As the western Roman empire declined during the fourth and fifth centuries AD, Europe lost contact with the rest of the world. Classical knowledge of the outside world receded, and what emerged in its place was a peculiar mixture of fact and fiction. European scholars inhabited the lands to their east with unicorns, cyclops, and other fantastic creatures. One persistent rumor spoke of the barbarian tribes of Gog and Magog whom Alexander the Great had supposedly imprisoned behind giant brass gates somewhere in the East. It was said that the escape of Gog and Magog would signal the imminent end of the world.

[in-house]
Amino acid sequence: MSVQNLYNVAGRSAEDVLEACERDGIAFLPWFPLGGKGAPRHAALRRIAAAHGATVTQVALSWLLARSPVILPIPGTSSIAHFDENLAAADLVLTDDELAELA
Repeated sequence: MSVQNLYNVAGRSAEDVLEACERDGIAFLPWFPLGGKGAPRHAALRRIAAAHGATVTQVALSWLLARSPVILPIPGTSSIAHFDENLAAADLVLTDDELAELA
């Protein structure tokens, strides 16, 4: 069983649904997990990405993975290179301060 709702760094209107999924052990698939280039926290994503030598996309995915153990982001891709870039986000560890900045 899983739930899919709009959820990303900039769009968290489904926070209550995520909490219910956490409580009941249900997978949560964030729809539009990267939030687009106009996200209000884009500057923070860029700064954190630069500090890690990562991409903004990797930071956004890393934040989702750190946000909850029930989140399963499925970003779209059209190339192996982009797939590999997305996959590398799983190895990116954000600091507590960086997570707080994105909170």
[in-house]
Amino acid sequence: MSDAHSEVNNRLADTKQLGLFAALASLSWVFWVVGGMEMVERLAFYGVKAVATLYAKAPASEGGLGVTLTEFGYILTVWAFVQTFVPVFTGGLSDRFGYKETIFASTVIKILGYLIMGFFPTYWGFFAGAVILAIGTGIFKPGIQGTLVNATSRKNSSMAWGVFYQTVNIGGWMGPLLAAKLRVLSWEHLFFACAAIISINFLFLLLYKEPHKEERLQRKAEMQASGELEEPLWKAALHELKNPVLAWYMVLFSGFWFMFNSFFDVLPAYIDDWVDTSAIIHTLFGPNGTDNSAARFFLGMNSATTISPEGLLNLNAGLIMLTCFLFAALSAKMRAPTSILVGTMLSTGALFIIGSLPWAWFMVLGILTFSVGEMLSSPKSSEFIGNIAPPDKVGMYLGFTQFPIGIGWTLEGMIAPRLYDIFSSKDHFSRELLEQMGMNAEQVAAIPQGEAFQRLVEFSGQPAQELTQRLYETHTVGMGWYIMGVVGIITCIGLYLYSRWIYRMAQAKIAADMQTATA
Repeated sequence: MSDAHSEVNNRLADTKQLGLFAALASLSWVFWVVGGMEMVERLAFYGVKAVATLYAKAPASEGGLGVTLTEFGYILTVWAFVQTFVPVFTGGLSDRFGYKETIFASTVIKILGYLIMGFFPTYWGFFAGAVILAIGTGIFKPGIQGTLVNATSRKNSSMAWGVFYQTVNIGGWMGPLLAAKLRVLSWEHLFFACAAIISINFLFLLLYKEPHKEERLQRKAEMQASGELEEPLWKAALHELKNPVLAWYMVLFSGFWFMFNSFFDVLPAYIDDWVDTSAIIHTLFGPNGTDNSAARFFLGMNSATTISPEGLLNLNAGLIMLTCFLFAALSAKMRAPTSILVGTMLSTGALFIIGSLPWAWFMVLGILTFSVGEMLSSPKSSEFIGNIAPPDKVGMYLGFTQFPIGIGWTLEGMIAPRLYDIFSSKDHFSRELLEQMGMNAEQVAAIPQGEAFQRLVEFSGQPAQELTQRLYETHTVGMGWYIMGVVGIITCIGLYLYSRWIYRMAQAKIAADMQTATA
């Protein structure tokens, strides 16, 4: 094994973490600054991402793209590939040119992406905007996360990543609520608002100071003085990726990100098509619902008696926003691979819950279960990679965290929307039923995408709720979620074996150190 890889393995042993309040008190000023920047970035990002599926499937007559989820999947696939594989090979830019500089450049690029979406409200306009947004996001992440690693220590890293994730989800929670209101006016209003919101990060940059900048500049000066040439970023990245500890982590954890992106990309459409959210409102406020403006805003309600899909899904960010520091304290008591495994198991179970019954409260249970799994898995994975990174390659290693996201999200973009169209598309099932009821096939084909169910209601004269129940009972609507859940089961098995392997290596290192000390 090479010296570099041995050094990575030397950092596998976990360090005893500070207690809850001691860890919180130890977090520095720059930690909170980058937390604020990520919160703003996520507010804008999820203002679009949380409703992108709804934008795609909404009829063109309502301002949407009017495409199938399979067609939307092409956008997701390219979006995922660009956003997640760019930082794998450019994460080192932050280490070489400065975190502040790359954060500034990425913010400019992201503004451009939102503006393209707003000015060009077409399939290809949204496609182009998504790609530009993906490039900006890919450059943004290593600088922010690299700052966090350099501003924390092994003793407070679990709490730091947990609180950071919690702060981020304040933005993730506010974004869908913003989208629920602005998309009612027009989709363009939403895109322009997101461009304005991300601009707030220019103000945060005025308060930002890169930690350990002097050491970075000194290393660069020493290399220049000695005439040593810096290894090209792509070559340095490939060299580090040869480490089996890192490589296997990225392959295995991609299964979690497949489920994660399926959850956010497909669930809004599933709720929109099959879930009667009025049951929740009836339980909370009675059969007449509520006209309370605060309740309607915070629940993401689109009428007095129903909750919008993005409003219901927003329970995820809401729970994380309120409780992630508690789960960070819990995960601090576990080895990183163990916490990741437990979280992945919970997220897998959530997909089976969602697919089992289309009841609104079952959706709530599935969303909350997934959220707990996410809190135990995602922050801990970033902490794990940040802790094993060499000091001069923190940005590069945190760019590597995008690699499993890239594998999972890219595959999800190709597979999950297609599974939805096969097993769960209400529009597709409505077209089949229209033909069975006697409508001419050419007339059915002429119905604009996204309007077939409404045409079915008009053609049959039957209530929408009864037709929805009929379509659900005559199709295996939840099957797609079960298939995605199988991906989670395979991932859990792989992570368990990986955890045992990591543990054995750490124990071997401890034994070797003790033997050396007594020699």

With the gradual revival of commerce during the thirteenth and fourteenth centuries, Europeans once more began to venture beyond their borders and returned to tell of what they had seen. But these travellers, upon their return from faraway lands, seldom gave what we would consider to be factual accounts. Instead, they related bizarre stories that confirmed the existence of the imaginary kingdoms and creatures that Europeans had so long dreamed about and feared.